Magazine of Socialist Action in Australia

Trade war: How will it impact Australia?

Reading Time: 3 minutes

A trade war between the US and China has begun. As part of his ‘America First’ policy, Trump has introduced a range of tariffs. These are taxes on imported goods to make them less attractive than local goods, mostly focused on Chinese imports. This has caused China and other countries to retaliate with tariffs on US goods. This trade war could be what sets off the next global economic crisis.

The accounting firm KPMG released a report in August that modelled the effects of the US-China trade war on Australia. They found that under the best-case scenario, Australia would see a GDP loss of $36 billion over five years. If things were to escalate, and countries around the world introduced 15% tariffs, KPMG predicts 60,000 job losses over the next decade and a loss in real wages of $16 per hour.

After decades of governments pushing ‘free trade’, we are seeing a turn toward protectionism. Both free trade and protectionism are anti-worker policies. Both are strategies capitalists use to increase their profits.

Free trade allows the free movement of capital, letting capitalists avoid wages and rights won by workers in one country by going to another. Protectionism is about capitalists winning a more favourable environment to make profits, at the expense of overseas rivals and local consumers.

These strategies conflict with each other, but they are both inescapable under capitalism. The devastation that globalisation caused to industries in the West is part of what has led to the protectionist backlash.

In words, the Australian government is committed to free trade. But in actions, the government under the previous prime minister, Turnbull, was described by the Australian Financial Review as ‘quietly apeing Trump’ with an ‘Australia first’ policy.

The Australian Anti-Dumping Commission issues tariff notices on imported goods. The number of tariffs issued has tripled in the last six years.

The Turnbull government raised tariffs on imported steel after the 2015 steel crisis, to protect local steel producers. The real winners have not been steelworkers, but the owners of BlueScope and Liberty OneSteel. BlueScope workers who took a pay freeze during the steel crisis did not see their wages return to normal when BlueScope saw $1.5 billion in profit last financial year.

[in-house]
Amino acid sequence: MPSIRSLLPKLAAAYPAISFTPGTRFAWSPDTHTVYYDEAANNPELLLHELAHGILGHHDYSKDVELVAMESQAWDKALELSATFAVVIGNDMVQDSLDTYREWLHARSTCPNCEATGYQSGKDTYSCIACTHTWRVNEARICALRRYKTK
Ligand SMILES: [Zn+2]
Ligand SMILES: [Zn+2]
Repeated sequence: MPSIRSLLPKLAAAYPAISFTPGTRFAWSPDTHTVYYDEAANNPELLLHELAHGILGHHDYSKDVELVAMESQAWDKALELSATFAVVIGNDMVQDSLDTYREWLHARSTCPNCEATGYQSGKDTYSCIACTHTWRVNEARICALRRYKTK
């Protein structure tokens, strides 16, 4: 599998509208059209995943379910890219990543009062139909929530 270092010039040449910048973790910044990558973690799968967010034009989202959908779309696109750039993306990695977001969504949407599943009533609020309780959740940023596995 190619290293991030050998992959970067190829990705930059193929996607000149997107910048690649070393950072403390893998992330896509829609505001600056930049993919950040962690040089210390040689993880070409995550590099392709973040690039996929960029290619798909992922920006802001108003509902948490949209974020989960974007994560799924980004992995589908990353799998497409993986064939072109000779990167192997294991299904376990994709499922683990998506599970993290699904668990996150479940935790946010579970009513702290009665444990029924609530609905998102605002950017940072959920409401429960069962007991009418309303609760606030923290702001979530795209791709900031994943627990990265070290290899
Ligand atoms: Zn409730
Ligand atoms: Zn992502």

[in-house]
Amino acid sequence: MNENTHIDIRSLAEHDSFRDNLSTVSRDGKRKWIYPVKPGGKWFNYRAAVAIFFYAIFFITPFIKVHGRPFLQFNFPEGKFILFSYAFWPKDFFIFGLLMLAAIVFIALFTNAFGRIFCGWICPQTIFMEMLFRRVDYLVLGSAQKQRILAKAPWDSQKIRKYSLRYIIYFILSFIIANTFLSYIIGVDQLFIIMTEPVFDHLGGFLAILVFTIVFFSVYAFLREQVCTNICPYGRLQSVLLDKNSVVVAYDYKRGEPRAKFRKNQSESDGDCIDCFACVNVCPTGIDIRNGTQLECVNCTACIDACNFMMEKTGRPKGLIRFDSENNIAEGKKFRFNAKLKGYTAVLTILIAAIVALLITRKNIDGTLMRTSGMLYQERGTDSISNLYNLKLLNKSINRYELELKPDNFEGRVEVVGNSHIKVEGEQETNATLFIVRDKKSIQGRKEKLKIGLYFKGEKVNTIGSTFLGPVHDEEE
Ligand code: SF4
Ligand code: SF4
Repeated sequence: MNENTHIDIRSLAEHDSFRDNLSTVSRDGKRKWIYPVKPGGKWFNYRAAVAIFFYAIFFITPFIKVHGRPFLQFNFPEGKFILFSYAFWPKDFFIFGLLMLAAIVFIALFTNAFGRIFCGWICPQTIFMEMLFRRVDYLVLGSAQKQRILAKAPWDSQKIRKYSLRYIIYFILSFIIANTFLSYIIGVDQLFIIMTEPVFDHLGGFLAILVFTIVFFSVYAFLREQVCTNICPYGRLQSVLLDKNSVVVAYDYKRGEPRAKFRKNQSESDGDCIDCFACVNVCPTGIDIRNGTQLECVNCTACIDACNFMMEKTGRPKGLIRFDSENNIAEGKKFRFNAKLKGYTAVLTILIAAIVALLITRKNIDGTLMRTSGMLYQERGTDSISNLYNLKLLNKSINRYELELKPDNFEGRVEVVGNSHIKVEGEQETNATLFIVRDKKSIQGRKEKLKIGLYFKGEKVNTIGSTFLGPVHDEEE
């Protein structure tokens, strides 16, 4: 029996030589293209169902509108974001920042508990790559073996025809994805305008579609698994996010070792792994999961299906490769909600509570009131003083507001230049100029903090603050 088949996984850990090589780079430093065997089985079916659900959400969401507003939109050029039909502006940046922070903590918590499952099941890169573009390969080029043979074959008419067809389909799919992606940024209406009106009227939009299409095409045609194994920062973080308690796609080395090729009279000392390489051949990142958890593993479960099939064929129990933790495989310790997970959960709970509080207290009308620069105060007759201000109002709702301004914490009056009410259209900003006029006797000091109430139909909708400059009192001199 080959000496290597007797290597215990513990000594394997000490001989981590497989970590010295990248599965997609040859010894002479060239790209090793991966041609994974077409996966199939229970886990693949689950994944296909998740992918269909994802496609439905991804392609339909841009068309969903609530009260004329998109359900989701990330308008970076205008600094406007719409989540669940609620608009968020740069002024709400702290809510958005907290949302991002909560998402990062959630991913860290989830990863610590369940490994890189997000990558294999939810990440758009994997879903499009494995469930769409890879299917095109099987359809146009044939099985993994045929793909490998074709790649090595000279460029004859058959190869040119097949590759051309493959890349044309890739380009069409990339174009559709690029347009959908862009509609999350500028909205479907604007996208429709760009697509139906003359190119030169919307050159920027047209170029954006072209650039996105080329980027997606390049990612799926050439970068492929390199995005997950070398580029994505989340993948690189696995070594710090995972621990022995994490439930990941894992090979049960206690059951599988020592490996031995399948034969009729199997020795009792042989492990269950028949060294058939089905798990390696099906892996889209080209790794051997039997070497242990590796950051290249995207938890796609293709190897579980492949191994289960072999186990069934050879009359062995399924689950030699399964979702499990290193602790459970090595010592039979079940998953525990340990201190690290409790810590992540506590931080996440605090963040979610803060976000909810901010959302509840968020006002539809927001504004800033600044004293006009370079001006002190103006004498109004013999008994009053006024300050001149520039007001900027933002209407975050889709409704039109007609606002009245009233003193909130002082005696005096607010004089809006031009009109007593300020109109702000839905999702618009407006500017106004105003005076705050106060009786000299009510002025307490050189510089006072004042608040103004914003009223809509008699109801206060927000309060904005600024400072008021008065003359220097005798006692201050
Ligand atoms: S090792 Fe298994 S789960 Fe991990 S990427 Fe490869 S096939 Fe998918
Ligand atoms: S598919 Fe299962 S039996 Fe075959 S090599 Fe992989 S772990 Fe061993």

BlueScope and Liberty OneSteel have been able to charge more for their steel because of the tariffs. These high prices feed into higher costs in the construction sector, spreading through the economy.

The problems caused by free trade and those caused by tariffs are, at root, all caused by capitalism. Private ownership of industry and a lack of democratic planning are at fault. Private ownership means capitalists get to make the choice to offshore jobs to places with lower wages, or to use tariffs to gouge working people locally. Their decisions are made entirely for profit.

Trump is using tariffs as a tool for US imperialism against China, and he claims they will help US industry. But even governments that talk big on free trade will raise tariffs to defend against other countries’ protectionism. It is likely that the trade war will spread.

This will lead to a slowing of global trade, causing job losses and possible recession around the world. The uncertainty of the trade war has made capitalist investors even less likely to put money into the economy than they already were. Banks may see lending as riskier, and raise interest rates, causing Australian banks to follow, putting mortgage-holders under pressure.

Household debt is currently double household income. Working people as a whole are forced to take on this debt; the fact that capitalists take a profit from our work means they can’t pay workers enough to keep the economy running without debt.

Global capitalism is heading for another crash, with Trump’s trade war as a possible trigger. Australia is not as insulated as in 2008 and the government can’t afford the same level of bailout. The ingredients for an Australian crisis are already in place. We are likely to see drops in real wages, job losses, falls in spending, and home foreclosures. The ruling class will try to make us pay for the crisis with austerity, as they have done overseas.

Under capitalism we cannot control the decisions of capitalists to offshore jobs, drive down wages, raise prices or withhold investment when those actions net them a profit. They will do these things even as it sends their own system off a cliff. There is no solution under capitalism. We have to end the profit system, and democratically organise production and investment under worker’s control.

By David Elliott


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